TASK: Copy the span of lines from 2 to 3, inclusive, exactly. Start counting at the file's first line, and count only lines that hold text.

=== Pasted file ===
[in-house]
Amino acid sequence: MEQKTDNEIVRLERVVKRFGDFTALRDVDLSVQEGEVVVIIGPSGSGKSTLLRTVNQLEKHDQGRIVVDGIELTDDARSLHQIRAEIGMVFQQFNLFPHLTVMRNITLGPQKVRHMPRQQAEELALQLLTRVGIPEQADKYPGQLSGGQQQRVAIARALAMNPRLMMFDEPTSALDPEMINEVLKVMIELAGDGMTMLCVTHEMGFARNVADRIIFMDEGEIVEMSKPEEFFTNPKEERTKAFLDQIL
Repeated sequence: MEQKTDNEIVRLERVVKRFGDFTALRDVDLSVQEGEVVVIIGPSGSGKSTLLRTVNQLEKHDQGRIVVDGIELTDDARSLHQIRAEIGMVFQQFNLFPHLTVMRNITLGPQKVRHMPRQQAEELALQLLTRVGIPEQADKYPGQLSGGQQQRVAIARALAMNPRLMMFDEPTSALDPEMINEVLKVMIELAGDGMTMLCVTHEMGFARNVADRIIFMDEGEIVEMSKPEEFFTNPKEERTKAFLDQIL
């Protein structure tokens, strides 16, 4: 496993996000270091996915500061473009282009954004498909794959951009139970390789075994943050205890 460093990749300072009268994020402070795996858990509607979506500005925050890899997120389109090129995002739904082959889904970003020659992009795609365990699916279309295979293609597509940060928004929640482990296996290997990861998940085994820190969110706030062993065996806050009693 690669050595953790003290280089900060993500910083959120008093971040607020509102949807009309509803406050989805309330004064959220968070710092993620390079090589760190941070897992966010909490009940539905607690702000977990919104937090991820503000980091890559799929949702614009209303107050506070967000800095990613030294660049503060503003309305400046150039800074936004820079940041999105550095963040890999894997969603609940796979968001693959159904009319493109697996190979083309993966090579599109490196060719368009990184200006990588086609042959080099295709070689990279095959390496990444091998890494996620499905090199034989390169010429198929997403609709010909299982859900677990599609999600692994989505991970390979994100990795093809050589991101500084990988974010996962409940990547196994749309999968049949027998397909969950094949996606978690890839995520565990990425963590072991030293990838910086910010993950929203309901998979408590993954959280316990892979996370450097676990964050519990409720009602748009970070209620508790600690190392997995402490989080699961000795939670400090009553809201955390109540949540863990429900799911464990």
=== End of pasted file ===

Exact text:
Amino acid sequence: MEQKTDNEIVRLERVVKRFGDFTALRDVDLSVQEGEVVVIIGPSGSGKSTLLRTVNQLEKHDQGRIVVDGIELTDDARSLHQIRAEIGMVFQQFNLFPHLTVMRNITLGPQKVRHMPRQQAEELALQLLTRVGIPEQADKYPGQLSGGQQQRVAIARALAMNPRLMMFDEPTSALDPEMINEVLKVMIELAGDGMTMLCVTHEMGFARNVADRIIFMDEGEIVEMSKPEEFFTNPKEERTKAFLDQIL
Repeated sequence: MEQKTDNEIVRLERVVKRFGDFTALRDVDLSVQEGEVVVIIGPSGSGKSTLLRTVNQLEKHDQGRIVVDGIELTDDARSLHQIRAEIGMVFQQFNLFPHLTVMRNITLGPQKVRHMPRQQAEELALQLLTRVGIPEQADKYPGQLSGGQQQRVAIARALAMNPRLMMFDEPTSALDPEMINEVLKVMIELAGDGMTMLCVTHEMGFARNVADRIIFMDEGEIVEMSKPEEFFTNPKEERTKAFLDQIL